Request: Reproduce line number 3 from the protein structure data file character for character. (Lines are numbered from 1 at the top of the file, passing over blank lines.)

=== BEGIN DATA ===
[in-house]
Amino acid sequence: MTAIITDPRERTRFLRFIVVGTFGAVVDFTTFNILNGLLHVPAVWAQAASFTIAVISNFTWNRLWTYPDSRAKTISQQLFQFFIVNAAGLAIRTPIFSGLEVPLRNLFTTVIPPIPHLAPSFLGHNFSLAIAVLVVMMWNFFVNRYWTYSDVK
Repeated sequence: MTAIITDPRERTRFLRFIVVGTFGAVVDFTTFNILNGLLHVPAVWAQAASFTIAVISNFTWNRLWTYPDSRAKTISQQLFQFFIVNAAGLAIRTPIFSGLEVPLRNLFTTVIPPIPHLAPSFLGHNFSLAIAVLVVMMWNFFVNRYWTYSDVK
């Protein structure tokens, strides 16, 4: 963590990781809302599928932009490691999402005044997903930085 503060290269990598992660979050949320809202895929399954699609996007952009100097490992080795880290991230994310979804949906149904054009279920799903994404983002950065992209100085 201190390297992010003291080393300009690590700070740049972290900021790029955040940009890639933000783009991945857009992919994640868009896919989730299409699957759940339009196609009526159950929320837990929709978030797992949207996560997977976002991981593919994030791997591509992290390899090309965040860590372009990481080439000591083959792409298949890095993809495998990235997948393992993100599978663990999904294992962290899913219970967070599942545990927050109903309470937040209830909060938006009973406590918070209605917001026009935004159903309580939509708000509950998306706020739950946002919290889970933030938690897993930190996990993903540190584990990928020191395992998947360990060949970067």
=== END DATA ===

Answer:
Repeated sequence: MTAIITDPRERTRFLRFIVVGTFGAVVDFTTFNILNGLLHVPAVWAQAASFTIAVISNFTWNRLWTYPDSRAKTISQQLFQFFIVNAAGLAIRTPIFSGLEVPLRNLFTTVIPPIPHLAPSFLGHNFSLAIAVLVVMMWNFFVNRYWTYSDVK